Finding 2: presence of soluble salts
Magnesium and Calcium perchlorates (chemical formulas Mg(ClO4)2 and Ca(ClO4)2) among others were detected. These salts are not only highly soluble in water, they also attract it and lower its freezing temperature.
Finding 3: calcium carbonate and relation to Mars past
Calcium carbonate (CaCO3) has been detected in soil sample, making up 3 to 5% of the total weight. This rather high percentage suggests that these carbonates were formed via similar processes to those occuring in seawater for example. On Earth, calcium ions and dissoved CO2 gas can bind together in a body of liquid water then the calcium carbonate drops at the bottom of the water body. Therefore, in the past, Mars must have had regular (which could be either be daily, seasonal, or permanent) presence of liquid water. It does not give any idea on the amount water present though: there could have been deep oceans or thin films on the surface.
Summer: there is a higher quantity of dust and water vapor in the atmosphere. Occasionnally, some cirrus-like clouds form over 10 km of altitude. Indeed, on Mars, H2O seems to need a temperature of -65°C to start forming crystals. The surface of the Arctic looks like some dry frozen places on Earth, with these square-ish formation on the ground: the polygons in the above pictures.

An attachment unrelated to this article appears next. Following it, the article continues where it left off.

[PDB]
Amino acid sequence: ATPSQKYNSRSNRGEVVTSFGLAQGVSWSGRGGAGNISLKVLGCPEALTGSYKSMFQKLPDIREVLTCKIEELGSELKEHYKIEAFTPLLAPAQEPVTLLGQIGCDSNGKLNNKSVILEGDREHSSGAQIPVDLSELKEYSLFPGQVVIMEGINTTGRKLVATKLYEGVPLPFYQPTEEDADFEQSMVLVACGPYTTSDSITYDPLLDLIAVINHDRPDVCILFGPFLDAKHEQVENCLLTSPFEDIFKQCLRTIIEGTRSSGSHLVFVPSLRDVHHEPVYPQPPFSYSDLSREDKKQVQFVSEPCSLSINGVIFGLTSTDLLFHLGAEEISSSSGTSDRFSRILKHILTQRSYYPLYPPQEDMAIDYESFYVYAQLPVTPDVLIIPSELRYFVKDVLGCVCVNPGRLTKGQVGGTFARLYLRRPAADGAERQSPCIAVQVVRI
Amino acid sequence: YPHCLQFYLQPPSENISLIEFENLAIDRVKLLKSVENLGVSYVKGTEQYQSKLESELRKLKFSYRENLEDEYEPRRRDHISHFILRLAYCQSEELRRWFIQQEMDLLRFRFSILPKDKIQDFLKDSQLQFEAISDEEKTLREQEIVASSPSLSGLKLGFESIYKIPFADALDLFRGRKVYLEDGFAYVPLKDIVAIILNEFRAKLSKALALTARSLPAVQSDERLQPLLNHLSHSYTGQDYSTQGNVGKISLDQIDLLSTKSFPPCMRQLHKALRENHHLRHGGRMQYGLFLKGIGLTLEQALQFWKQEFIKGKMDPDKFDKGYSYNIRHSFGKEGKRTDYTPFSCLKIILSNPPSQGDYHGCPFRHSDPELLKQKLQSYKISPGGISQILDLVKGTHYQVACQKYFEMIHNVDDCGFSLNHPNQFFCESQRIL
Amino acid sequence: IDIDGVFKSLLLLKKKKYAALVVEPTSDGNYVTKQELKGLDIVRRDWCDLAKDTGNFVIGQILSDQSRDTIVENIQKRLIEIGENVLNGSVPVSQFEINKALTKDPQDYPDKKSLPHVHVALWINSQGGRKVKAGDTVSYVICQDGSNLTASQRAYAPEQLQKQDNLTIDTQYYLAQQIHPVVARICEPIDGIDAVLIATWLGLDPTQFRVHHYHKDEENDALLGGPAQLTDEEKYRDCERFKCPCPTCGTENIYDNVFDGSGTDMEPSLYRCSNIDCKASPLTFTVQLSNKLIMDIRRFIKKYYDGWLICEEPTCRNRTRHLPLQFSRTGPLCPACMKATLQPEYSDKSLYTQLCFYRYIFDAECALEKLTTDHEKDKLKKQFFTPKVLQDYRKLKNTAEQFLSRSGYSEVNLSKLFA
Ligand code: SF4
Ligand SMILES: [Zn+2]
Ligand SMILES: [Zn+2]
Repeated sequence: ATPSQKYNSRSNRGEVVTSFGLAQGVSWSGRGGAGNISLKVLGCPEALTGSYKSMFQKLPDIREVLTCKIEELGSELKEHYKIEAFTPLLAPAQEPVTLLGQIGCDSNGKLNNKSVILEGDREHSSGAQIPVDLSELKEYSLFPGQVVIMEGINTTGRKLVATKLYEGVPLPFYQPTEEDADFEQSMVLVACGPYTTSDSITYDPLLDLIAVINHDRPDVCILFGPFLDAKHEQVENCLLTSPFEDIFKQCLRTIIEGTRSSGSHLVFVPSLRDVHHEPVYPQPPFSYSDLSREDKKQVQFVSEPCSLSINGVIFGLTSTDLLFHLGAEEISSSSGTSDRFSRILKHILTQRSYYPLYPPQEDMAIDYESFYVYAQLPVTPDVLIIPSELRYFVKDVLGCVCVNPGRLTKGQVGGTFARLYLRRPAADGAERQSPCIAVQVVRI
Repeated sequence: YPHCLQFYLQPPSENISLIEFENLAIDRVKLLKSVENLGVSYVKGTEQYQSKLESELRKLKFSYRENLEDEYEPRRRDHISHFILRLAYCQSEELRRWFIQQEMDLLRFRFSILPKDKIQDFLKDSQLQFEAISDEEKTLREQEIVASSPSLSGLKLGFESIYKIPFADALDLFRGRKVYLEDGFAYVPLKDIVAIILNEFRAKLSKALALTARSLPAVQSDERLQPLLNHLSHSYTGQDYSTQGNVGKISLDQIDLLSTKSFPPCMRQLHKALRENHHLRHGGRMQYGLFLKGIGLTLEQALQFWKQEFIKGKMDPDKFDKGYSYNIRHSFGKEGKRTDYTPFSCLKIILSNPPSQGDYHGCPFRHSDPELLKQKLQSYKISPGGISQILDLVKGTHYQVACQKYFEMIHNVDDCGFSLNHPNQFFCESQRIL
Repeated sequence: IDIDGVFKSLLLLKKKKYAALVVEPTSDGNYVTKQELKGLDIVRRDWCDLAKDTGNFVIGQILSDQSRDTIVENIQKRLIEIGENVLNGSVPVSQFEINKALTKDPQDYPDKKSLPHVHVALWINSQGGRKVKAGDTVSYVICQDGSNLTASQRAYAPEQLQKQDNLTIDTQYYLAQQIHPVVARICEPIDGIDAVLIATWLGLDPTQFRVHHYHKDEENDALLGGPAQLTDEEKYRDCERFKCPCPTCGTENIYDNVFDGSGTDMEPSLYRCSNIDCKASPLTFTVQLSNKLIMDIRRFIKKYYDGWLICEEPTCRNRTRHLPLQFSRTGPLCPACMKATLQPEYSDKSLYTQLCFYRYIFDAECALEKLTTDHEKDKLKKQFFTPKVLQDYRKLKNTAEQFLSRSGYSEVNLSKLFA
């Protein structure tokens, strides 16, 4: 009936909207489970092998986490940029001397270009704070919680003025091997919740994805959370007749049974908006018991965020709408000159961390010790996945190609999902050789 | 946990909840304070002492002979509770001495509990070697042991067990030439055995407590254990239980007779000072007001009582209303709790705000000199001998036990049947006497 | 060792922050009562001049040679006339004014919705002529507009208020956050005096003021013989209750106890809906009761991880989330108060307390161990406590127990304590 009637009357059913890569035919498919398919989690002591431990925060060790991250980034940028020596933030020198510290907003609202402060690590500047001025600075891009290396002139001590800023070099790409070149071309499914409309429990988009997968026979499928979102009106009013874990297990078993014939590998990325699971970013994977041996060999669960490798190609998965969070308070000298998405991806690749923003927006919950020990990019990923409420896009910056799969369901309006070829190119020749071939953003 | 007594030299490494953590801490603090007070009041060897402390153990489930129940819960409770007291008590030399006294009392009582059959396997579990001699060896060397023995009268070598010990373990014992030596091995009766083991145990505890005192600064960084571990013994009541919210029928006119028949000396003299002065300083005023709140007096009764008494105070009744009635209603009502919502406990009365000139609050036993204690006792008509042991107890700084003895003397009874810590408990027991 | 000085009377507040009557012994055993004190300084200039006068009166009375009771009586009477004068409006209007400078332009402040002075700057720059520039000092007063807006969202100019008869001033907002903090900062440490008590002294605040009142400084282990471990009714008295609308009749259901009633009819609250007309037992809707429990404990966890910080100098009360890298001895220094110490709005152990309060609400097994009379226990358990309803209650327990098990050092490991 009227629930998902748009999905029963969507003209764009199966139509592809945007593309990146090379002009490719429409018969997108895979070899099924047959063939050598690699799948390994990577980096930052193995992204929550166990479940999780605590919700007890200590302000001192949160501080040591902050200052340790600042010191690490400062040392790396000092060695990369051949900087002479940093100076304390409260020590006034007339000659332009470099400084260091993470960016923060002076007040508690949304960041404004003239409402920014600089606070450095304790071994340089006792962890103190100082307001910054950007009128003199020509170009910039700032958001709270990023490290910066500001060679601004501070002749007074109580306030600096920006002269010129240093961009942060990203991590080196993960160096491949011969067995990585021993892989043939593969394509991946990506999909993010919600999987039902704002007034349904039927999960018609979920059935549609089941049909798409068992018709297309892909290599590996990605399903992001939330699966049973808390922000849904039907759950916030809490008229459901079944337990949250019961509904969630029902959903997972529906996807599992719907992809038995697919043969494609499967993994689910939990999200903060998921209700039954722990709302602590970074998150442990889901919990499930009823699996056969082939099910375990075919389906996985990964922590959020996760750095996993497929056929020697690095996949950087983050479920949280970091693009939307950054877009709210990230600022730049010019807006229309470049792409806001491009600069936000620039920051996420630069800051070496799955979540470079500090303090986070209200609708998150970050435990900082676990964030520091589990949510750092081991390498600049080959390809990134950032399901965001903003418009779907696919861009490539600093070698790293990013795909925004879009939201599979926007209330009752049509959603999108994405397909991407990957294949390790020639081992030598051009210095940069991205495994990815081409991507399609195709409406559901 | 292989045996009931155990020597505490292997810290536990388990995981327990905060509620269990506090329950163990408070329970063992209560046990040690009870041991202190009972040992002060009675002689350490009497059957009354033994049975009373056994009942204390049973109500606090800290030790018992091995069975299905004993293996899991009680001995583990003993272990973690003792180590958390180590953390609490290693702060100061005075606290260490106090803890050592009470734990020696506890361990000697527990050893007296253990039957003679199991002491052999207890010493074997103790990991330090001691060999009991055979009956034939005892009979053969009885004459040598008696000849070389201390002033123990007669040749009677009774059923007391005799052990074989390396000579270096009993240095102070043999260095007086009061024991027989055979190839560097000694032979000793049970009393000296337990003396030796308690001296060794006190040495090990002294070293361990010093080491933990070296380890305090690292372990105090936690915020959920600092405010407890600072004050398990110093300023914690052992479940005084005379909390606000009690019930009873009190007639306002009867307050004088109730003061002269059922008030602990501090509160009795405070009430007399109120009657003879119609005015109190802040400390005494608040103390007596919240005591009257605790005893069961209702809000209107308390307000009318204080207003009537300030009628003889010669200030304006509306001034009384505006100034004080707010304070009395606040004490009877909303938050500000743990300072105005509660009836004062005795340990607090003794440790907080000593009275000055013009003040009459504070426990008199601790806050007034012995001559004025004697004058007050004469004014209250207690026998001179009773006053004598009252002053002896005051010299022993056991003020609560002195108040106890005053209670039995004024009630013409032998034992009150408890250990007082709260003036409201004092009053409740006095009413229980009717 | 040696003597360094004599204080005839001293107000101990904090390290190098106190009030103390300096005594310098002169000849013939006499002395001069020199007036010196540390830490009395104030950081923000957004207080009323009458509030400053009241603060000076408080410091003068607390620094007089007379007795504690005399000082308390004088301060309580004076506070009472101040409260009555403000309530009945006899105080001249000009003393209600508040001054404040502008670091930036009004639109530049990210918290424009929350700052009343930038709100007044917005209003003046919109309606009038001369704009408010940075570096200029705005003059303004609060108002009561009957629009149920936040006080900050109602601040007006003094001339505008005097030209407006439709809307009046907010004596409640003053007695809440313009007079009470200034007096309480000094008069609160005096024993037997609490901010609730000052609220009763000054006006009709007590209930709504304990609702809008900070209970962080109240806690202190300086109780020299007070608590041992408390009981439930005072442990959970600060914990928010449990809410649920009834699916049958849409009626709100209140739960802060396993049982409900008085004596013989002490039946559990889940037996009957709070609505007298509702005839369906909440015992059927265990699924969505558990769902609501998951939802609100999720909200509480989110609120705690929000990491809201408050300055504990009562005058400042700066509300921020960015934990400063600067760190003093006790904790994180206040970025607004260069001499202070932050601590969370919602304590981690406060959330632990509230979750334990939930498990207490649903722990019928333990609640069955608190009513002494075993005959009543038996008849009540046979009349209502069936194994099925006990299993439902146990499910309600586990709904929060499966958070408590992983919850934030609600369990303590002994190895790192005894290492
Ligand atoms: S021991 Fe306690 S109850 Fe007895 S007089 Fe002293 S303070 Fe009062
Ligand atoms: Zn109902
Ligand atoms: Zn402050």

Autumn: the temperature falls, leading to the formation of clouds lower in altitude (max 4 km in altitude) and staying for a while during the night. It may start “snowing”, that is water ice crystals fall from the clouds; the temperatures are not low enough for CO2 ice (also know as dry ice) to form. During the day, however, ice on the ground sublimates back into vapor and clouds clear up.
Winter: the temperatures are low, clouds form during the night and remain longer (probably all day). In these conditions, the water ice stays on the ground thereby creating a persistent ice sheet. It is probably augmented by dry ice later on when temperatures go down sufficiently for CO2 to freeze (-120°C on Mars). There is also less dust in the air.